West Virginia uses several factors to determine child custody laws. Primarily, a West Virginia court determines child custody based on the best interests of the child. A West Virginia court prefers a joint custody arrangement which allows the child access to both parents. Parents who wish to file for child custody in West Virginia should first become familiar with the custody statutes in this state.
Related: Help our readers by sharing your experience with child custody in West Virginia.
Best Interests of Child
A court in West Virginia will determine child custody based on the best interests of the child. The court will review the following factors to determine a child's best interests:
- The child's wishes
- The parents' wishes
- The parents' prior agreement
- Each parent's involvement in past child-rearing responsibilities
In West Virginia, the court's objectives in determining child custody based on a child's best interests are:
- The stability of the child
- Regular contact between the child and each parent
- The emotional and physical well being of the child
Parenting Agreements and Child Custody in West Virginia
In West Virginia, if parents agree on child custody, the court wlll ask the parents to complete a written parenting agreement. The court will agree to the provisions in the parenting plan unless:
- The agreement is not reached voluntarily
- The parenting plan is harmful to the child
If a parenting agreement is not accepted, a court in West Virginia will give the parents the opportunity to negotiate a new agreement.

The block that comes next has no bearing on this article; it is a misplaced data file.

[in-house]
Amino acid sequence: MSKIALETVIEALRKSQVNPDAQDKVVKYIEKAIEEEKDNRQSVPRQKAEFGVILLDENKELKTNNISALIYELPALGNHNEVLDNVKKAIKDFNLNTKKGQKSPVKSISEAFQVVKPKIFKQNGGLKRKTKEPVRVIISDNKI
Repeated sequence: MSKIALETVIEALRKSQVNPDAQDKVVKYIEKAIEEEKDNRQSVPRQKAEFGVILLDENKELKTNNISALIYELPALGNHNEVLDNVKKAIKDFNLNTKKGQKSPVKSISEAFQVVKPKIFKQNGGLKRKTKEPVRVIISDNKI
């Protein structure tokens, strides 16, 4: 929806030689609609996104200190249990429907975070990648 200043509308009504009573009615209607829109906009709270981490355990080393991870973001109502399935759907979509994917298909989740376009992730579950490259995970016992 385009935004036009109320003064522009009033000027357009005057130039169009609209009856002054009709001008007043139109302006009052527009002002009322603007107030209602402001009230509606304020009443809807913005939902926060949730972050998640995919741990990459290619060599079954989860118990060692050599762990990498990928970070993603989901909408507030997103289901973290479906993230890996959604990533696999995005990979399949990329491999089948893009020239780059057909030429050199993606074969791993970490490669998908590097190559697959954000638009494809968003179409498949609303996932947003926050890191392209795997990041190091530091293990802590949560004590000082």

Relocation and Child Custody in West Virginia
In West Virginia, if a parent is interested in relocating, he/she must supply their co-parent with at least 60 days advance notice, or as much notice as possible. The notice shall include:
- The date of relocation
- The address of the intended relocation
- Reasons for the relocation
- Provisions for how custody will be modified due to the move
A West Virginia court will determine whether the parent is able to relocate with a child, and whether custody should be modified because of the change in child custody.
Modification of Child Custody in West Virginia
A West Virginia court will consider a modification of child custody if it determines that the custody plan is not working and is somehow harmful to a child. The following circumstances do not constitute a change of circumstances:
- Loss of employment or income
- Either parent's remarriage or cohabitation
- Choices regarding reasonable care-taking arrangements for the child, including the choice of day care and schools
For further information about child custody in West Virginia, speak with a qualified attorney in West Virginia or refer to the West Virginia Code.